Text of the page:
Abstract: Long-term ecological monitoring of freshwater ecosystems is a relatively recent trend in the scientific community. Trends in such monitoring data help fisheries biologists in determining best management practices to ensure the sustainability and longevity of these commonly used natural resources. Ten years of standard physical habitat and fish capture data has been collected from the Smitty Creek Watershed (upstate New York) from 2004 to 2013. The goals of this study were (I) to determine if there were significant changes in stream reach hydromorphology between 2004 and 2013 and (II) to detect any long-term trends between local precipitation and temperature regimes and fish catches in Smitty Creek. A one-way analysis of variance was conducted to determine significant changes in stream reach widths between 2004 and 2013. Total catches of the most common fishes found in the sampling reaches and age-0 brook trout (Salvelinus fontinalis) were related to yearly and monthly precipitation and temperature regimes using Pearson correlation matrices with a ~95% confidence interval. Correlation matrices were also used to assess species catches versus species to determine if certain species catches are related. All four mean stream reach widths increased to some extent from 2004 to 2013. Both Little Aldo Creek and Aldo Creek mean stream widths increased significantly, while Middle Smitty and Lower Smitty only increased marginally (Table 1). Smaller streams increased significantly more than larger ones; suggesting that smaller streams are more susceptible to hydro-geometrical changes during high flow events than larger streams. Over 60 statistically significant relationships were found between fish catches and various temperature and precipitation variables. The most intriguing findings were that overall brook trout catches and age-0 brook trout catches were highly negatively correlated with December lowest temperatures and highly positively correlated with January total precipitation. Suggesting that brook trout recruitment in the Smitty Creek Watershed is sensitive to winter precipitation and temperature regimes. Cold winters with high snowfall may stabilize these small streams, providing safe and suitable habitat for the early life history stages of brook trout. Overall, the results of this study provide a comprehensive analysis and outline of the major trends and relationships found in the Smitty Creek Watershed. In addition, it provides numerous recommendations for future research and analysis of these trends and relationships.
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Major: Fisheries and Wildlife Science
Year: 2014
Authors: Nathan T. Mills

Temporal Variation in Relative Abundance of Aquatic Macro-Invertebrates and its Implications for Water Quality Assessments

Mon, 04/28/2014 - 16:06
Abstract: Macro invertebrate sampling is widely used to assess the water quality of streams. Sampling can be performed throughout the year depending on the geographical location. In this study a repeated sampling of rivers and streams in the St. Lawrence River basin located in northern New York State was carried out to determine if seasonal changes affect aquatic invertebrate relative abundance within macro invertebrate communities. This relationship was compared to water quality assessments to determine the most accurate time for sampling. By assessing the changes in relative abundance of macro invertebrates we can determine if those changes affect the measures used to infer water quality. By comparing changes in the inferred water quality to the Department of Environmental Conservation (DEC) assessments, an appropriate sampling window was determined. Kick sampling methods following the DEC’s protocols were used to collect aquatic invertebrates throughout the scale of eight months in six rivers throughout the northern Adirondacks. Currently the DEC recommendation for sampling is June through September. The findings of this study illustrate that June and July is not an appropriate time for sampling in the northern Adirondacks. The most stable time to sample for aquatic macro-invertebrates, according to the 2013 sampling events is August through October.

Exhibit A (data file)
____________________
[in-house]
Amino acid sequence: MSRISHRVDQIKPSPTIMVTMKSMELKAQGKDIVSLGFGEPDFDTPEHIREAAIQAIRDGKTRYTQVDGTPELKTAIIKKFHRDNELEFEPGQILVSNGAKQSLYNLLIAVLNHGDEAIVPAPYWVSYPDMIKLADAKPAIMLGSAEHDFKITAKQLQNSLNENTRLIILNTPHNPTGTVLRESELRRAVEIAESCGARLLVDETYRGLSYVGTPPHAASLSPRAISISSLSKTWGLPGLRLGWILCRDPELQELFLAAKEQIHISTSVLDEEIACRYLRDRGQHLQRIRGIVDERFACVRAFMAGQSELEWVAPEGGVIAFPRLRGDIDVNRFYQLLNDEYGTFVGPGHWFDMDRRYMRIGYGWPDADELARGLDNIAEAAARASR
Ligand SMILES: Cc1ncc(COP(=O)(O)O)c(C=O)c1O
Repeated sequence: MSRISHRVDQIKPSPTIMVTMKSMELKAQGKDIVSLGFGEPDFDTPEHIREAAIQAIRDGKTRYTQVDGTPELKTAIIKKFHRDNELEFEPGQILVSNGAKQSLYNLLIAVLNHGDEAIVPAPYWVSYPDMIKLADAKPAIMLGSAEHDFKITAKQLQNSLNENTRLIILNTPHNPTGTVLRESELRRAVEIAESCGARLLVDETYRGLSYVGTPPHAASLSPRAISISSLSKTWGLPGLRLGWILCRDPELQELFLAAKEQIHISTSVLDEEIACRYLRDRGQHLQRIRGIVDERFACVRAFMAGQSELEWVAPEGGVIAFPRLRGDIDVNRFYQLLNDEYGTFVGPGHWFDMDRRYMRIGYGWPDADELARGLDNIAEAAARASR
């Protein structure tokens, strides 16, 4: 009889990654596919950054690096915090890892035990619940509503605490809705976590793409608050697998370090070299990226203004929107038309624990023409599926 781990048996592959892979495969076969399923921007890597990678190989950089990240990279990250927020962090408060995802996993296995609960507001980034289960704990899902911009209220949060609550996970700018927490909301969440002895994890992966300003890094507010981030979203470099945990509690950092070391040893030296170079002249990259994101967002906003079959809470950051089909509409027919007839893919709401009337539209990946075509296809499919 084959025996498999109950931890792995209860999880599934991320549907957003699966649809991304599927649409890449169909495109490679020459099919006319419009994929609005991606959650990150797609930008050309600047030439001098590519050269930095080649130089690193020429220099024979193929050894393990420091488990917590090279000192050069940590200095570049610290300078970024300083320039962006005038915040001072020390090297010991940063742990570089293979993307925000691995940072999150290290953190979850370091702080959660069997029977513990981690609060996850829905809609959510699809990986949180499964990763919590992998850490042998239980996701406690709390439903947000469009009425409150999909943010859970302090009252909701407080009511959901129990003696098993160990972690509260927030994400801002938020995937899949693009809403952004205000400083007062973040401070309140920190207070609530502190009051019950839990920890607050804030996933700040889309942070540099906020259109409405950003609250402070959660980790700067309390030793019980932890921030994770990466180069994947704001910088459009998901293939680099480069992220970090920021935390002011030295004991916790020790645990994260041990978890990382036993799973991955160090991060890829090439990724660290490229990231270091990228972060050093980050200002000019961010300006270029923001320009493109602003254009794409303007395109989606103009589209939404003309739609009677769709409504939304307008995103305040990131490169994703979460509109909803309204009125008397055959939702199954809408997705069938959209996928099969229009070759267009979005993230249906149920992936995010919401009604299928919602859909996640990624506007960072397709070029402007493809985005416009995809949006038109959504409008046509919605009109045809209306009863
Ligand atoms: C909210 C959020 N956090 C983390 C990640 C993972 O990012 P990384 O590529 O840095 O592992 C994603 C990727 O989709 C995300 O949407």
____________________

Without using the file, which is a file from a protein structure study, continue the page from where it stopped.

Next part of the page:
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Major: Fisheries and Wildlife Science
Year: 2014
File Attachments: Powells_Capstone.docx
Authors: Jason R. Powell

Management Plan to Prevent Regional Extinction of Little Brown Bat (Myotis lucifugus) in Northeastern United States

Tue, 04/29/2014 - 01:11
Abstract: Since the first record of white-nose syndrome in 2006 outside Schenectady, NY, populations of hibernating bats in the northeastern United States have continued to decline making more susceptible hibernating bat species, such as the little brown bat (Myotis lucifugus), at risk for regional extinction (Frick, et.al, 2010). There have been management plans to control the spread of white-nose syndrome and protect areas not yet inflicted with the disease, but nothing to stop the development of the disease or restore the survival rates on infected populations. The goal of this management plan is to increase the population size and prevent the regional extinction of little brown bats in the northeastern United States. In order to achieve this, summer roosts must be more available to increase fat build up before winter, and then have artificial hibernacula with regulated internal temperatures to deter the growth of the white-nose fungus on hibernating bats.